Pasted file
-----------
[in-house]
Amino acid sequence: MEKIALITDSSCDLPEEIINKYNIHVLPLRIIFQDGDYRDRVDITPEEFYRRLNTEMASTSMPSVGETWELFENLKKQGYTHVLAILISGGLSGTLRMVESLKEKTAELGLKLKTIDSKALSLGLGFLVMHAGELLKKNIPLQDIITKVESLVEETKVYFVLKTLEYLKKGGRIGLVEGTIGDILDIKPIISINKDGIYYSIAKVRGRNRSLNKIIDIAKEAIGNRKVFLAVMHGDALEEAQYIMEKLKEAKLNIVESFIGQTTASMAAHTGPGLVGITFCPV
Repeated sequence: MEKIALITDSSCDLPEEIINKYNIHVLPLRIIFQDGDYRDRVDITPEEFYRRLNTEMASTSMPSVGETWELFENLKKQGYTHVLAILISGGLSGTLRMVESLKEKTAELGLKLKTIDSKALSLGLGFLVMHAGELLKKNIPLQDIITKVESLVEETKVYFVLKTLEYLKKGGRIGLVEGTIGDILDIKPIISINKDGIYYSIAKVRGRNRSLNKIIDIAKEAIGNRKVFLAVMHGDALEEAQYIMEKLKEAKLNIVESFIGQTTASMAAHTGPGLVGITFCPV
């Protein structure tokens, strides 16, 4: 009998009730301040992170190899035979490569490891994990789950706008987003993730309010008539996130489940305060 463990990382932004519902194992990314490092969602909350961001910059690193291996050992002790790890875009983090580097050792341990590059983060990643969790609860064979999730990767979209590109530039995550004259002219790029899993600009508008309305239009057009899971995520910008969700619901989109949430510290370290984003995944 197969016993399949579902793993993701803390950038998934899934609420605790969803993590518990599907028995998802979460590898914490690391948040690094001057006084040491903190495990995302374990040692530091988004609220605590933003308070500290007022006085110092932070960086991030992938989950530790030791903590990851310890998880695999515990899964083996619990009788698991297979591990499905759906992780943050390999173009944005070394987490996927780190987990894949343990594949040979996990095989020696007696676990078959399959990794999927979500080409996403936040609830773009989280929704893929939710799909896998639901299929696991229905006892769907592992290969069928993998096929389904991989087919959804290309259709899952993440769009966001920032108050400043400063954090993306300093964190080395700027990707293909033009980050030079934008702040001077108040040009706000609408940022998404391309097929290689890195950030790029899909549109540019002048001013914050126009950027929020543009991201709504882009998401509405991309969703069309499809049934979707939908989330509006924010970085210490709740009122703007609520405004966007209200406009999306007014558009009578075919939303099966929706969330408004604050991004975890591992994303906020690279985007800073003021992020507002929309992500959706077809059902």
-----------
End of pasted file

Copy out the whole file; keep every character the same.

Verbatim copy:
[in-house]
Amino acid sequence: MEKIALITDSSCDLPEEIINKYNIHVLPLRIIFQDGDYRDRVDITPEEFYRRLNTEMASTSMPSVGETWELFENLKKQGYTHVLAILISGGLSGTLRMVESLKEKTAELGLKLKTIDSKALSLGLGFLVMHAGELLKKNIPLQDIITKVESLVEETKVYFVLKTLEYLKKGGRIGLVEGTIGDILDIKPIISINKDGIYYSIAKVRGRNRSLNKIIDIAKEAIGNRKVFLAVMHGDALEEAQYIMEKLKEAKLNIVESFIGQTTASMAAHTGPGLVGITFCPV
Repeated sequence: MEKIALITDSSCDLPEEIINKYNIHVLPLRIIFQDGDYRDRVDITPEEFYRRLNTEMASTSMPSVGETWELFENLKKQGYTHVLAILISGGLSGTLRMVESLKEKTAELGLKLKTIDSKALSLGLGFLVMHAGELLKKNIPLQDIITKVESLVEETKVYFVLKTLEYLKKGGRIGLVEGTIGDILDIKPIISINKDGIYYSIAKVRGRNRSLNKIIDIAKEAIGNRKVFLAVMHGDALEEAQYIMEKLKEAKLNIVESFIGQTTASMAAHTGPGLVGITFCPV
């Protein structure tokens, strides 16, 4: 009998009730301040992170190899035979490569490891994990789950706008987003993730309010008539996130489940305060 463990990382932004519902194992990314490092969602909350961001910059690193291996050992002790790890875009983090580097050792341990590059983060990643969790609860064979999730990767979209590109530039995550004259002219790029899993600009508008309305239009057009899971995520910008969700619901989109949430510290370290984003995944 197969016993399949579902793993993701803390950038998934899934609420605790969803993590518990599907028995998802979460590898914490690391948040690094001057006084040491903190495990995302374990040692530091988004609220605590933003308070500290007022006085110092932070960086991030992938989950530790030791903590990851310890998880695999515990899964083996619990009788698991297979591990499905759906992780943050390999173009944005070394987490996927780190987990894949343990594949040979996990095989020696007696676990078959399959990794999927979500080409996403936040609830773009989280929704893929939710799909896998639901299929696991229905006892769907592992290969069928993998096929389904991989087919959804290309259709899952993440769009966001920032108050400043400063954090993306300093964190080395700027990707293909033009980050030079934008702040001077108040040009706000609408940022998404391309097929290689890195950030790029899909549109540019002048001013914050126009950027929020543009991201709504882009998401509405991309969703069309499809049934979707939908989330509006924010970085210490709740009122703007609520405004966007209200406009999306007014558009009578075919939303099966929706969330408004604050991004975890591992994303906020690279985007800073003021992020507002929309992500959706077809059902």